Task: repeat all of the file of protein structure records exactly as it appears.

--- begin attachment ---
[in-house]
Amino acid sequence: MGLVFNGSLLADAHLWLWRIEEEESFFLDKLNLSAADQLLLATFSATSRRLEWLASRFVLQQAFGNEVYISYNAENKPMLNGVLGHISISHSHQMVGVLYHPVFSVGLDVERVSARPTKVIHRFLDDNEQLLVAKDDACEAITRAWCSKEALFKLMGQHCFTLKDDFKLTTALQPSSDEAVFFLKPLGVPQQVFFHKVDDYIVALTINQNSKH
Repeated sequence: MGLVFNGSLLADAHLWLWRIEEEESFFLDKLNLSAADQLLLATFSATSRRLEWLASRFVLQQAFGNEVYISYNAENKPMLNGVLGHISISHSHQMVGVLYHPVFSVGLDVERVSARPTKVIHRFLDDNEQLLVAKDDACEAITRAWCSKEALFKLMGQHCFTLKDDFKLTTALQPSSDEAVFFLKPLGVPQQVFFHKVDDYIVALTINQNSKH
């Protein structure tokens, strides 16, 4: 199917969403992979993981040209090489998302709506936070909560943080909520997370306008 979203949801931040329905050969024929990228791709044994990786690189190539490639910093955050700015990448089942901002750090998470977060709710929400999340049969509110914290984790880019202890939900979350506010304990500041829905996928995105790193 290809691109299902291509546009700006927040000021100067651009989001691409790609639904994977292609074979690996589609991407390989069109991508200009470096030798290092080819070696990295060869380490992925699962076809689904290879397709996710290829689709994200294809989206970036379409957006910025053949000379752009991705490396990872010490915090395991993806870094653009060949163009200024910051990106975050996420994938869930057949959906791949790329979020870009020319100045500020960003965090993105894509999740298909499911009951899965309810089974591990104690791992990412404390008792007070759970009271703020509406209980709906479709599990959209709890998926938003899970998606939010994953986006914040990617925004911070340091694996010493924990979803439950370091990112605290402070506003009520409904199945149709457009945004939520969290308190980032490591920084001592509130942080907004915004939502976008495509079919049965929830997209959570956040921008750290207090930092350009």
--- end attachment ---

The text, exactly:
[in-house]
Amino acid sequence: MGLVFNGSLLADAHLWLWRIEEEESFFLDKLNLSAADQLLLATFSATSRRLEWLASRFVLQQAFGNEVYISYNAENKPMLNGVLGHISISHSHQMVGVLYHPVFSVGLDVERVSARPTKVIHRFLDDNEQLLVAKDDACEAITRAWCSKEALFKLMGQHCFTLKDDFKLTTALQPSSDEAVFFLKPLGVPQQVFFHKVDDYIVALTINQNSKH
Repeated sequence: MGLVFNGSLLADAHLWLWRIEEEESFFLDKLNLSAADQLLLATFSATSRRLEWLASRFVLQQAFGNEVYISYNAENKPMLNGVLGHISISHSHQMVGVLYHPVFSVGLDVERVSARPTKVIHRFLDDNEQLLVAKDDACEAITRAWCSKEALFKLMGQHCFTLKDDFKLTTALQPSSDEAVFFLKPLGVPQQVFFHKVDDYIVALTINQNSKH
């Protein structure tokens, strides 16, 4: 199917969403992979993981040209090489998302709506936070909560943080909520997370306008 979203949801931040329905050969024929990228791709044994990786690189190539490639910093955050700015990448089942901002750090998470977060709710929400999340049969509110914290984790880019202890939900979350506010304990500041829905996928995105790193 290809691109299902291509546009700006927040000021100067651009989001691409790609639904994977292609074979690996589609991407390989069109991508200009470096030798290092080819070696990295060869380490992925699962076809689904290879397709996710290829689709994200294809989206970036379409957006910025053949000379752009991705490396990872010490915090395991993806870094653009060949163009200024910051990106975050996420994938869930057949959906791949790329979020870009020319100045500020960003965090993105894509999740298909499911009951899965309810089974591990104690791992990412404390008792007070759970009271703020509406209980709906479709599990959209709890998926938003899970998606939010994953986006914040990617925004911070340091694996010493924990979803439950370091990112605290402070506003009520409904199945149709457009945004939520969290308190980032490591920084001592509130942080907004915004939502976008495509079919049965929830997209959570956040921008750290207090930092350009």